In a letter to Berkeley in September 1729, Samuel Johnson (not the English conversationalist, but the former Yale tutor and founding President of King’s College, aka Columbia University), summarized Berkeley’s account of divine ideas by stressing that the objectivity of the sensible order is guaranteed, for Berkeley, by its correspondence to the order of divine ideas:
I understand you, that there is a two-fold existence of things or ideas, one in the divine mind, and the other in created minds; the one archetypal, and the other ectypal; that, therefore, the real original and permanent existence of things is archetypal, being ideas in mente Divinâ, and that our ideas are copies of them, and so far forth real things as they are correspondent to their archetypes and exhibited to us, or begotten in us by the will of the Almighty, in such measure and degrees and by such stated laws and rules as He is pleased to observe.
He concludes from this “that, therefore, there is no unperceived substance intervening between the divine ideas and ours as a medium, occasion or instrument by which He begets our ideas in us, but that which was thought to be the material existence of things is in truth only ideal in the divine mind. Do I understand you right?”
Berkeley’s initial reply (November 1729) included no response to Johnson’s question about divine ideas, but when pressed about the matter in a second letter (March 1730), he confirmed Johnson’s intuition that he was in favor of collapsing the distinction between the truth condition of our knowledge that p, and the mode by which God knows that p: “I have no objection against calling the ideas in the mind of God archetypes of yours. But I object against those archetypes by philosophers supposed to be real things, and to have an absolute rational existence distinct from their being perceived by any mind whatsoever.”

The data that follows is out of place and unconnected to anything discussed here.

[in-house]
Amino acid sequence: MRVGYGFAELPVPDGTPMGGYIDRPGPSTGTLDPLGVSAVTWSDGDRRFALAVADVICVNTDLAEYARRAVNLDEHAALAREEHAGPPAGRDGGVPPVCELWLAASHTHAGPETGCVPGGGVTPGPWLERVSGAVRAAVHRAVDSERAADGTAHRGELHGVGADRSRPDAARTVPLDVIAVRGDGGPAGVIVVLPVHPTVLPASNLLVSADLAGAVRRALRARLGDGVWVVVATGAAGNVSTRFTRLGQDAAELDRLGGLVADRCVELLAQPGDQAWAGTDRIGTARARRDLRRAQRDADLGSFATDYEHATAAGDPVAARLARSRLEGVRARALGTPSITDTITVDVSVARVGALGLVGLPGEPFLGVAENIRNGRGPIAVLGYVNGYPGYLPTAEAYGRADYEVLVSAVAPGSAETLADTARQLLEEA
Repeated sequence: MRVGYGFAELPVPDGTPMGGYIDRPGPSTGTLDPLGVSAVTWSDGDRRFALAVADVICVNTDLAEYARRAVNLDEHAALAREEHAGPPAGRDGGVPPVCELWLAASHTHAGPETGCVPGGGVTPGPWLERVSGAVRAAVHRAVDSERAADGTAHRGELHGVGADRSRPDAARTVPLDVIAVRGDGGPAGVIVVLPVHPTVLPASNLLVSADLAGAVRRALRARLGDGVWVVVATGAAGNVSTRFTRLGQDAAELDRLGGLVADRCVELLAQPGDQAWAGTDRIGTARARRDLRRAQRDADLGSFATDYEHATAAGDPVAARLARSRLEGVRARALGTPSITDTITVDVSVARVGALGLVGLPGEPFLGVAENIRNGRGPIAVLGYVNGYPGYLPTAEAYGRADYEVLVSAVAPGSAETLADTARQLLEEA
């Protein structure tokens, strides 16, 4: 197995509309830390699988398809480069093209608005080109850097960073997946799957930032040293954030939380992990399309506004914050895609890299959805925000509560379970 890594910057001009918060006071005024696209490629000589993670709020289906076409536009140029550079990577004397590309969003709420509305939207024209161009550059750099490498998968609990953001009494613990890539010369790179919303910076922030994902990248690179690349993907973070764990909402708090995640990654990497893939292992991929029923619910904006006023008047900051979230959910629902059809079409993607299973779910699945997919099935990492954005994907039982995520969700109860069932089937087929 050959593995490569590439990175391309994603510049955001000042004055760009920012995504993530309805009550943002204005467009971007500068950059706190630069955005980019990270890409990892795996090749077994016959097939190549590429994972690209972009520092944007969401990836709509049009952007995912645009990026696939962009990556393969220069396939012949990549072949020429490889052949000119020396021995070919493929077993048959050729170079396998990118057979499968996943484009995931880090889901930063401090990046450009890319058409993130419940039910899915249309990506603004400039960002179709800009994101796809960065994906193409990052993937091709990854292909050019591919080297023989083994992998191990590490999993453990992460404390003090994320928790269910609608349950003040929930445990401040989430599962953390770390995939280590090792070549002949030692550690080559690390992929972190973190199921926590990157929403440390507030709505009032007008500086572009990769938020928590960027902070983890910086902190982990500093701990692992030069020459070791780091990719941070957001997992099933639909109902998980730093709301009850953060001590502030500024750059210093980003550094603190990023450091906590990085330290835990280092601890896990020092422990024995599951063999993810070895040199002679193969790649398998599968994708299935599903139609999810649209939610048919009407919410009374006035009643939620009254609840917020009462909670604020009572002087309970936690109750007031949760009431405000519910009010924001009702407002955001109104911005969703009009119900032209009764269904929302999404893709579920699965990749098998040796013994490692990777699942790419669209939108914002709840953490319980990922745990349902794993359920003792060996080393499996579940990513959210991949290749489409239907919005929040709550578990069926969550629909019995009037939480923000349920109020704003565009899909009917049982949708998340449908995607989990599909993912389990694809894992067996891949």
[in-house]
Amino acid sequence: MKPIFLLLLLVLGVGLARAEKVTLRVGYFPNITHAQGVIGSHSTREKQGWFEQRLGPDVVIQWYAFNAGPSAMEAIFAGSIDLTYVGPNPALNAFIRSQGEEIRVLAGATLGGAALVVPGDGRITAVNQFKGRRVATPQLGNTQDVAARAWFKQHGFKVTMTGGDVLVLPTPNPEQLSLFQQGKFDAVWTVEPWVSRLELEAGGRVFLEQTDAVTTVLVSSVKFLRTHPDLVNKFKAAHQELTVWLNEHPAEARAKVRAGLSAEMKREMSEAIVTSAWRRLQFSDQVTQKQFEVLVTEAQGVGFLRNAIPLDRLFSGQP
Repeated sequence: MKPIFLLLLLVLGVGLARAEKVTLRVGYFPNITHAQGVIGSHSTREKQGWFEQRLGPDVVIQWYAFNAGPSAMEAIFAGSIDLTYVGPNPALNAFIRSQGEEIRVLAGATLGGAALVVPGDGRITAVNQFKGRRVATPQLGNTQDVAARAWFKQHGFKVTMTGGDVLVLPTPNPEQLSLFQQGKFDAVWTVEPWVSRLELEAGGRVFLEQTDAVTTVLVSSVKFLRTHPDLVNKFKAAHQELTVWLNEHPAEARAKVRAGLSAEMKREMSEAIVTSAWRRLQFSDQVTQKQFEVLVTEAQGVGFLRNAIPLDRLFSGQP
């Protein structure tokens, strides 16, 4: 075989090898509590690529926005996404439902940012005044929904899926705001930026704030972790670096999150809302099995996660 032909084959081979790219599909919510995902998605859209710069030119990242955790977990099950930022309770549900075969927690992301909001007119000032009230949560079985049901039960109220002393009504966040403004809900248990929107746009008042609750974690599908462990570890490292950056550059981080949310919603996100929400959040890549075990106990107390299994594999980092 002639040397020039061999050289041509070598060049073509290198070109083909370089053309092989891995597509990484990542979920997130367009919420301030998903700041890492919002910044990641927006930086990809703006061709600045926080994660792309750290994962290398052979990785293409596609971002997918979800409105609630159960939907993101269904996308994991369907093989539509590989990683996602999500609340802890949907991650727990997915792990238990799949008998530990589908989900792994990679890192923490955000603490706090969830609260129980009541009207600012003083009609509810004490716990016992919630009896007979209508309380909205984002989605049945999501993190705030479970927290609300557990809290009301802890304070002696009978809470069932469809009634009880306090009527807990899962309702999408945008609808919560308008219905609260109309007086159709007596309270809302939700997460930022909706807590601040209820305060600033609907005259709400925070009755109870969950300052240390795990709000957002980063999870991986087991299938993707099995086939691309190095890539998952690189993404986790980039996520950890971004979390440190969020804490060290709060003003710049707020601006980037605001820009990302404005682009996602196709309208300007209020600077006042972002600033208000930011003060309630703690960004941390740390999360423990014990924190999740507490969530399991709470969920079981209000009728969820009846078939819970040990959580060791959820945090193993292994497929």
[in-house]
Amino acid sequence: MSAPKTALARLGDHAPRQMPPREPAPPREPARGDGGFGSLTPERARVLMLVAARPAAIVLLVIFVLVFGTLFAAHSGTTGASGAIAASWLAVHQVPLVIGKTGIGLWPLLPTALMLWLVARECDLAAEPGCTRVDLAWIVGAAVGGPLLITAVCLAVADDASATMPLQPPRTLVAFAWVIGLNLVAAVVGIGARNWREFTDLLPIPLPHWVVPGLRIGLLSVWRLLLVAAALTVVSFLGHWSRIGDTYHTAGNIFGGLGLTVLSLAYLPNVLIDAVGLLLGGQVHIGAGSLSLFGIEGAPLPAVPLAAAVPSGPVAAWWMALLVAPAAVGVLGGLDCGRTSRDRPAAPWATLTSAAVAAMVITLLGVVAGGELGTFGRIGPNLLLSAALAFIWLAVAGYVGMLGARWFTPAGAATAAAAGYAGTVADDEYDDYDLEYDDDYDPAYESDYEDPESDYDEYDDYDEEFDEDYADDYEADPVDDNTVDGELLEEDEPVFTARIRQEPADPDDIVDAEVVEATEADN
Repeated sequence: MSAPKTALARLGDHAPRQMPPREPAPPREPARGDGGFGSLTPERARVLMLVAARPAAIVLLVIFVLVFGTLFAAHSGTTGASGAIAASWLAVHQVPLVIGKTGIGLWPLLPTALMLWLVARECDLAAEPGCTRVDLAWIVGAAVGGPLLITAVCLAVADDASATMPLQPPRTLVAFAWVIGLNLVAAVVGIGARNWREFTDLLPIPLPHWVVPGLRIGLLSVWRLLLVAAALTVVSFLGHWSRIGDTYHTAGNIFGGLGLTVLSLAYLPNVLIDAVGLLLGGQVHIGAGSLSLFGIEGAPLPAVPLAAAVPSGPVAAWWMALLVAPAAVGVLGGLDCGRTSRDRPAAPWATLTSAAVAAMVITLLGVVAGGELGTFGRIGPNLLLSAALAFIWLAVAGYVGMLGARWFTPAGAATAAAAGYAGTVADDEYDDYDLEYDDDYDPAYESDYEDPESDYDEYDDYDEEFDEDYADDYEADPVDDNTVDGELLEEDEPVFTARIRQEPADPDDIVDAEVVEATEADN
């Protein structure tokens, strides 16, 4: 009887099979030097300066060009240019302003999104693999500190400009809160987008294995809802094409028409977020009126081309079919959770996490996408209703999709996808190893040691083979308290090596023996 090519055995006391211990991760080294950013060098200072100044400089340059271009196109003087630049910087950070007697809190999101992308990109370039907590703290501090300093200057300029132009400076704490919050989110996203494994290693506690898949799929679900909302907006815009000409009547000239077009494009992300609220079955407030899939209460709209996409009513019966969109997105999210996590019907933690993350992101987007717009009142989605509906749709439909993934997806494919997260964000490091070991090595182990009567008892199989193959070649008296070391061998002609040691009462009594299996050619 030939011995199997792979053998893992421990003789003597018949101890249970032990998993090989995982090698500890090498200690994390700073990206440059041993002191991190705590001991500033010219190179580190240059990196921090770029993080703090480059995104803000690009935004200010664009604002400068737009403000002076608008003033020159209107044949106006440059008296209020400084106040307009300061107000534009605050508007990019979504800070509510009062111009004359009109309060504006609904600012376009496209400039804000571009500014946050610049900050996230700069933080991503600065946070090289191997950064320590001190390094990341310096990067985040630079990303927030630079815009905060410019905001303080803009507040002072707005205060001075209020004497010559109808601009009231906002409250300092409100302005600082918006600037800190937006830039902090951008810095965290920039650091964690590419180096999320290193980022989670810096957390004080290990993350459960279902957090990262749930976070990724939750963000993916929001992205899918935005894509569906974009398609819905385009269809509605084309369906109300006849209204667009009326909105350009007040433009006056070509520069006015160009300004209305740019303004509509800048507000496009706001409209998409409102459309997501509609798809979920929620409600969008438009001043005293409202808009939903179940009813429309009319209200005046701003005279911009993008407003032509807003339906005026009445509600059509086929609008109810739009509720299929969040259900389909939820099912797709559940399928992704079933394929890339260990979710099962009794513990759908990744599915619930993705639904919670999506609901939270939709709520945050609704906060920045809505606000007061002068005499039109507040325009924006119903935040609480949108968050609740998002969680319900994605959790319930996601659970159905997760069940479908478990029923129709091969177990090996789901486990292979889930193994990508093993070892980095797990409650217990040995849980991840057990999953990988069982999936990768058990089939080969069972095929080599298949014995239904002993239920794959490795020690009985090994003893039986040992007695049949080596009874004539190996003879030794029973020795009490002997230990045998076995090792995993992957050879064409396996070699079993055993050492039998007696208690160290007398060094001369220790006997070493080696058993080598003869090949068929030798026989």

Berkeley’s two-place theory of sensibles, as divided between the immediate perception of them by a finite perceiver, and the abstract idea of them which grounds them in the divine intellect, with no intermediate state in rerum natura, was clearly a response, at some level, to his worry about the skeptical implications of allowing a mind-independent “material world.” Berkeley’s increasing reliance on the divine ideas is one index, however, of the extent to which he moved on from the youthful worries about skepticism that motivated his early immaterialism, in the interests of developing a more robust metaphysical conception of reality. As Christian Wenz observes, Berkeley’s “fear of the charge of skepticism forced him to conceal his Christian neo-Platonism until his interest in the whole problem of skepticism had waned. And then he wrote the Siris.”
Indeed, when we turn from the “militant immaterialism” of the Principles to the “ontological immaterialism” of Siris (1744), which John Milbank has rightly called “the ‘romance’ of Berkeley’s metaphysics of light,” we find a scene which is subtly but importantly different from the Principles (1710): here, rather than a solid reality which only philosophic dust clouds can obscure, the sensible world is best understood as a shadow cast by spiritual realities. Martial Gueroult captured the difference nicely: in Siris,